Some of the buildings have roofs caving in and stray dogs can be sighted roaming, including at the bumpy landing strip. The township has an estimated population of 14, 000 plus 4000-5, 000 internally displaced persons, the mayor Joseph Kpioyessirani said.
The locals feel safer with a base of Ugandan military and the American Special Forces in their midst, believing LRA will not dare attack with such fortification.
“The partners,” said Mr Kpioyessirani, “are happy working together to annihilate the LRA.”
So will Kony be captured or killed? The Americans and regional partners hope so, but would not commit on a timeline. The UPDF has been on his chase for 25 years, mostly in northern Uganda, until his weakened fighters fled to the Democratic Republic of Congo in August 2005.
In December 2008, Kinshasa authorised the Ugandan army’s raid on the rebels’ lair in Garamba parkland, an attack Kony and his co-indicted top commanders survived.
Sunday Adye, a woman who says she was one of Kony’s 20 wives in camp Kiswahili at the time of the OLT opening strike, told Saturday Monitor on April 28 that they, together with Kony, ran directly in the direction of the attacking jets “and that is how we survived”.
We want our plight addressed-war victims
Her story is that Kony is a “nice” man, and his field commanders and others commit heinous crimes in his name; to smudge his reputation. “I want the war to end, but it should end peacefully,” she said at Gulu Support the Children Organisation (GUSCO) centre.
For Acholi sub-region, the former epicentre of the ruinous rebellion, eliminating Kony from the battlefield does not count if government is unable to address the plight of the war victims, particularly the generation born in IDP camps that have become adults without life skills or livelihood.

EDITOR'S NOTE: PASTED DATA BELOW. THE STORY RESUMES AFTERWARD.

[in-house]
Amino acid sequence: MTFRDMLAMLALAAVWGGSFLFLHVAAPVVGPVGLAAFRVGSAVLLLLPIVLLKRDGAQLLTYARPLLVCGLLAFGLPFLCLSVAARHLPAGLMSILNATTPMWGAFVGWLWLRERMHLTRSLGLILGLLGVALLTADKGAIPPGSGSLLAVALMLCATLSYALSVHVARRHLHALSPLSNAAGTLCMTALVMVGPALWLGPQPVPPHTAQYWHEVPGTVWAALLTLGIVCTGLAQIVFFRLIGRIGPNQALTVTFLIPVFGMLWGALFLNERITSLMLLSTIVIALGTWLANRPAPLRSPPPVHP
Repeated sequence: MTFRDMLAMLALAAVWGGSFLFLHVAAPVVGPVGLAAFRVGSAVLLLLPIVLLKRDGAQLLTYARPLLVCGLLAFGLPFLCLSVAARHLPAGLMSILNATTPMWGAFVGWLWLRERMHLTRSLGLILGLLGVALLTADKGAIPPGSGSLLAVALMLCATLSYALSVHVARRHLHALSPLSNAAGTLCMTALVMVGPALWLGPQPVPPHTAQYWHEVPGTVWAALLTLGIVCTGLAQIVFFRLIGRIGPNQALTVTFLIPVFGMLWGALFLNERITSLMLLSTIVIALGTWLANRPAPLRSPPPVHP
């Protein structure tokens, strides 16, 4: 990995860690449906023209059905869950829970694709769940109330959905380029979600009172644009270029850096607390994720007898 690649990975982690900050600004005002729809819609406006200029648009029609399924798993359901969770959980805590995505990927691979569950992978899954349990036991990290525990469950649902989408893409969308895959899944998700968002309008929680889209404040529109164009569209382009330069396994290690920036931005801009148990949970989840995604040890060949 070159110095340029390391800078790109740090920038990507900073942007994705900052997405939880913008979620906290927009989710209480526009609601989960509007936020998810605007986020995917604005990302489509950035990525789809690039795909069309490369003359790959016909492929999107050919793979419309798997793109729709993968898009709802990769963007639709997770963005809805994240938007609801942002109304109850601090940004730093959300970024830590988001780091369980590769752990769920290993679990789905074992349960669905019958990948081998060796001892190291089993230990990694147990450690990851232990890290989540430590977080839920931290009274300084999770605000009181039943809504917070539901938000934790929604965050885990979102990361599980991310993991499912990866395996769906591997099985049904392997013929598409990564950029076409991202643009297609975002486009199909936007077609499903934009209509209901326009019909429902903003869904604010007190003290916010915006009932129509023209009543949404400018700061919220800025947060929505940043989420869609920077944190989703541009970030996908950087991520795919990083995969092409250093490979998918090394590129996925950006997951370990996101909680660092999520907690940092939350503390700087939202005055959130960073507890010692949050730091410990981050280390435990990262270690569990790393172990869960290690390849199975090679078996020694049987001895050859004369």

“In all these efforts to capture Kony, what do we have for these young people?” asked Ms Betty Bigombe, now Uganda’s state minister for Water. In 1993 and again in 2004, she brokered peace talks with Kony, but failed to get his signature.
The LRA leaders again failed on several occasions to ink a Government of South Sudan-mediated truce pact, telling his confidants he never trusted his own negotiation team because they became “money-minded”.
The UN reports that ongoing prosecution of former LRA operations commander, Thomas Kwoyelo, is being used by the rebel commanders to dissuade fighters from defecting or surrendering, warning they could suffer a similar fate!
Minister Bigombe’s fear, which perhaps captures the trepidation of Acholi people, is that a Kony at large is as dangerous and will keep them restless unless, and until, he is either killed or captured.
If that happened, his dead body will have to be on a public show, otherwise many who believe he has mystical powers will not trust he is dead – and that makes the manner of Kony’s endgame crucial.
The rebels abducted Michael Mugaga in 1998, and reportedly made him one of Kony’s many fierce guards. Now a market master in Bobi, a former IDP camp of 3, 575, south of Gulu town, he thinks killing or capturing the rebel chief is mission impossible.
“The man is operating using a spirit,” he said, pointing to a dent on his side from a bullet that to this day remains lodged in his lower abdomen.
There are many victims of the LRA war like him carrying bullets in their skull or other body parts, and without means to undergo a surgery procedure to remove them. Other LRA commanders may be seized, according to Mr Mugaga, but not Kony. It’s not clear if he’s just brainwashed.